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Here and back again

By Dr. Elizabeth Wall-Wieler

I was in the final year of my undergraduate degree in Statistics at the University of Winnipeg when I first heard about the Manitoba Centre for Health Policy. Aynslie Hinds – one of my Instructors – was completing her PhD in the Department of Community Health Sciences and suggested I apply to the program for grad school. I met with several professors to decide whether the program would be a good fit (including Dr. Les Roos) and eagerly applied. These connections led me to start working with Les as a Research Assistant as I was finishing up my undergrad.

Having never worked with administrative data, the learning curve was pretty steep. Fortunately, I quickly figured out that everyone at the Centre was incredibly friendly and happy to answer my many questions. I worked with Les throughout my MSc, and when he asked me whether I wanted to continue working on a PhD with him, I jumped at the chance. By this time, I was starting to get a pretty good grasp of the data and an understanding of just how many research questions could be answered with these data! I was also developing a passion for maternal and child health research and wanted to work on questions to better understand the relationship between health and social circumstances.

Upon completing my PhD, I moved to California for a postdoc. Living and working in northern California had many perks – the weather, the proximity to so many beautiful national and state parks, working closely with clinicians to answer clinically relevant questions, to name a few. One of the downsides was the stark difference in the kind of data I was able to use in my research. Without a universal healthcare system, the health data I was using was based only on employer-based insurance claims, and only available for relatively short windows of time. Linkages between health and social data were essentially non-existent. About eight months into my postdoc, a posting came up for the Tier 2 Canada Research Chair in Population Data Analytics and Data Curation to be based at MCHP.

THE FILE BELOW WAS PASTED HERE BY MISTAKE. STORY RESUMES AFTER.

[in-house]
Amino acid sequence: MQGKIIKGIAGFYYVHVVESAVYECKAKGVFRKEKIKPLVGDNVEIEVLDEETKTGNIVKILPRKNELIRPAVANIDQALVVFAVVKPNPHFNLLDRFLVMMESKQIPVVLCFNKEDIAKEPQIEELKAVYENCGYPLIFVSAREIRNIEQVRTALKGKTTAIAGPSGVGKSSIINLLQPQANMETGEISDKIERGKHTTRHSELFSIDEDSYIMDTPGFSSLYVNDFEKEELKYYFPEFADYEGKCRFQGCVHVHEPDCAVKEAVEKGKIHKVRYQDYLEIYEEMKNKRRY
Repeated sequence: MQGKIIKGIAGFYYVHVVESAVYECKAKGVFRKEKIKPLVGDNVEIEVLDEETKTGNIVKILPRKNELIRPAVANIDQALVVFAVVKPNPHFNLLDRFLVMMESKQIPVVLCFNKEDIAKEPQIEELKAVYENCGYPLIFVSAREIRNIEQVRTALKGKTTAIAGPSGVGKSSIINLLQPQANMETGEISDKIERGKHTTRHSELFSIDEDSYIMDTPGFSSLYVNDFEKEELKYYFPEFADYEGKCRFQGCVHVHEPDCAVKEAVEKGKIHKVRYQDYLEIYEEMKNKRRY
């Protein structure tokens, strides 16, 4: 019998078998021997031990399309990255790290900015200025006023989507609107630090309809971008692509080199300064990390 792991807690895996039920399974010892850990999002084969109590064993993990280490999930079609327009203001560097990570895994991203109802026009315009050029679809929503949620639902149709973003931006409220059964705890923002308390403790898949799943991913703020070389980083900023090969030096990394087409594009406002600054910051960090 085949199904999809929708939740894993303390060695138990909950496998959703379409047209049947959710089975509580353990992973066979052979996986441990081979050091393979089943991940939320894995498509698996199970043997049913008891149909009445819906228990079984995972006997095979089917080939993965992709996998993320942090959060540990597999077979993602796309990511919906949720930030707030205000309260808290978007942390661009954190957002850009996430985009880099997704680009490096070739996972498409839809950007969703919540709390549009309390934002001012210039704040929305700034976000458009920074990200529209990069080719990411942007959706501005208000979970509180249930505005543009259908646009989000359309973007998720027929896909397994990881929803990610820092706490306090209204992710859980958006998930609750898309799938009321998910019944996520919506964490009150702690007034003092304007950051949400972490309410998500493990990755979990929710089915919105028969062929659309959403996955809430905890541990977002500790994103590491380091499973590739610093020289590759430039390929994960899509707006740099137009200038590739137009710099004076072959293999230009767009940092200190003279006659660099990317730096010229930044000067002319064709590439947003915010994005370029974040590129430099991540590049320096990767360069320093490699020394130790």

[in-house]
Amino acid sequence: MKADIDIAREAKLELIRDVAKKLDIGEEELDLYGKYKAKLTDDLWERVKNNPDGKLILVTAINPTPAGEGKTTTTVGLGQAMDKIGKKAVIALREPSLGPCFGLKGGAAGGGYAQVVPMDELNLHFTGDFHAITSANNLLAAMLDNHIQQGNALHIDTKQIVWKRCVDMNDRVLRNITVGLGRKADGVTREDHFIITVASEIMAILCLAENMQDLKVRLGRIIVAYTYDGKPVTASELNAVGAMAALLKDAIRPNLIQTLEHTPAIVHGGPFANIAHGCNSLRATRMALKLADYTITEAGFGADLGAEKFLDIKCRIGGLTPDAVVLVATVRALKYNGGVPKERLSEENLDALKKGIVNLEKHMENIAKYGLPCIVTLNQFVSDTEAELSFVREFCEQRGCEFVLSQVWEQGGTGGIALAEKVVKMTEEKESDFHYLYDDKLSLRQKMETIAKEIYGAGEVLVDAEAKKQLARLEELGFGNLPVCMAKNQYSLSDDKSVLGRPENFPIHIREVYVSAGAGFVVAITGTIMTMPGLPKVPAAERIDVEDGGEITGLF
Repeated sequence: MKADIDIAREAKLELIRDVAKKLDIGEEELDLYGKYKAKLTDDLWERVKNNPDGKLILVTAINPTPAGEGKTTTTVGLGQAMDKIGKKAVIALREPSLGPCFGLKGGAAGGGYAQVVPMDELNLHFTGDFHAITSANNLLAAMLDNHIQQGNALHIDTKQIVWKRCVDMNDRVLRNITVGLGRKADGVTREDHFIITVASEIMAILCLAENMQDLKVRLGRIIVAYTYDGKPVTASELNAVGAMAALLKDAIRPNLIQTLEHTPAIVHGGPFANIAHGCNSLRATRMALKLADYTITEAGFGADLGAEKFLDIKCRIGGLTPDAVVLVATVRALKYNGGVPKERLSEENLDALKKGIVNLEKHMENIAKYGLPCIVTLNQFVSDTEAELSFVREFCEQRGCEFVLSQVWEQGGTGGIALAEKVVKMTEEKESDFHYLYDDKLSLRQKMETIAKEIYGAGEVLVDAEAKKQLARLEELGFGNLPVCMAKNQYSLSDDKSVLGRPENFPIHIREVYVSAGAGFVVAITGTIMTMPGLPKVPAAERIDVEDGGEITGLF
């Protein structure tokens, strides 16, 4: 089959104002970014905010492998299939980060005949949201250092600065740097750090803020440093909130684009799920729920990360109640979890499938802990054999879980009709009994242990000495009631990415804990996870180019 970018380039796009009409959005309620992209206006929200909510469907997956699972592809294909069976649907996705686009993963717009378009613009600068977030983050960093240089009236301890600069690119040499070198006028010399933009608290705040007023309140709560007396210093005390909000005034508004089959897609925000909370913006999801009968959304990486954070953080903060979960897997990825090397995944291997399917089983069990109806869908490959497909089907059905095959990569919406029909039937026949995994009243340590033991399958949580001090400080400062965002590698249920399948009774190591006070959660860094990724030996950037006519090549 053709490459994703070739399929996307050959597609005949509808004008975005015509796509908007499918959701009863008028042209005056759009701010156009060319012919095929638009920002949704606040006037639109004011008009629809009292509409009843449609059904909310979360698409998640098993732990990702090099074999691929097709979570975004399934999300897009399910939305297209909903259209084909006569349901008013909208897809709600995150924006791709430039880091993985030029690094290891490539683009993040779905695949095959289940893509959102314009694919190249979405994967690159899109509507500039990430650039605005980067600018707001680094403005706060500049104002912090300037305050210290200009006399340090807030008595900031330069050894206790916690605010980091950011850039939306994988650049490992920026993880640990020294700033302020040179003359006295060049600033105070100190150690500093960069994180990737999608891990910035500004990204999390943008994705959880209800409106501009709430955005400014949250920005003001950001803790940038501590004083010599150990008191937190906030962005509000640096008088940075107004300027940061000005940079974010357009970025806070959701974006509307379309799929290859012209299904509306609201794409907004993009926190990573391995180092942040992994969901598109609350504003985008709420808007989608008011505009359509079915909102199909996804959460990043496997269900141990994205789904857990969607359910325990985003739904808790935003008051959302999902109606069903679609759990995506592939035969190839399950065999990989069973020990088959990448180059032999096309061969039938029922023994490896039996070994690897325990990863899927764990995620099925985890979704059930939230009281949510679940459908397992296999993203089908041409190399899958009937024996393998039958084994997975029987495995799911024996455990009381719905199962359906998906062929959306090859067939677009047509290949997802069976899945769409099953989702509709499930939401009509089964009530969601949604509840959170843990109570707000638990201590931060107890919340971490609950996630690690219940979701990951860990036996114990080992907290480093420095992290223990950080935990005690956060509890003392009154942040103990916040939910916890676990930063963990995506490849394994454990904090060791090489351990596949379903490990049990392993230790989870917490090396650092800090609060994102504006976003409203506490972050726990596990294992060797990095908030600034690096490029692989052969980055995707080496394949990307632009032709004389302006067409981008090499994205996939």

Having now worked with administrative data in three countries, I was getting a better sense of just how unique the data and the people at MCHP were, and decided to apply for the job. A few weeks after coming back to Winnipeg for the interview, I was offered the job. I couldn’t think of a better way to start my career – I already knew the people (and liked them a lot!), I knew the amazing possibilities and limitations of the data I would be working with, the Canadian Research Chair came with funds that would allow me to focus more on doing research and not just applying for research funding in my first few years, and I could be closer to friends and family. So after convincing my husband to trade in California for Winnipeg, I took the job!

I’ve been back at MCHP as a Research Scientist for about five months now. Although it has been strange to start a new job during a pandemic, and I have not yet been to my new office, it has been so nice to be back! There have been some pretty cool changes in the few short years I was away – the R Lab is up and running (I’ve already benefitted greatly from their support), there is an increase in student engagement, and there are quite a few new faces. Over the next few years, I hope to bring in new datasets to complement the data already housed at MCHP, increase awareness of the data we work with, bring in more national and international collaborators, and train students to continue to work with these data in new and exciting ways! Over the past decade, I have seen MCHP evolve and adjust to some big changes, and am excited to be a part of this continued evolution.


Dr. Elizabeth Wall-Wieler is a Research Scientist at the Manitoba Centre for Health Policy and an Assistant Professor in the Department of Community Health Sciences. She completed her BSc in Statistics at the University of Winnipeg, MSc and PhD in Community Health Sciences at the University of Manitoba, and postdoctoral training in perinatal epidemiology at Stanford University (Stanford, USA).

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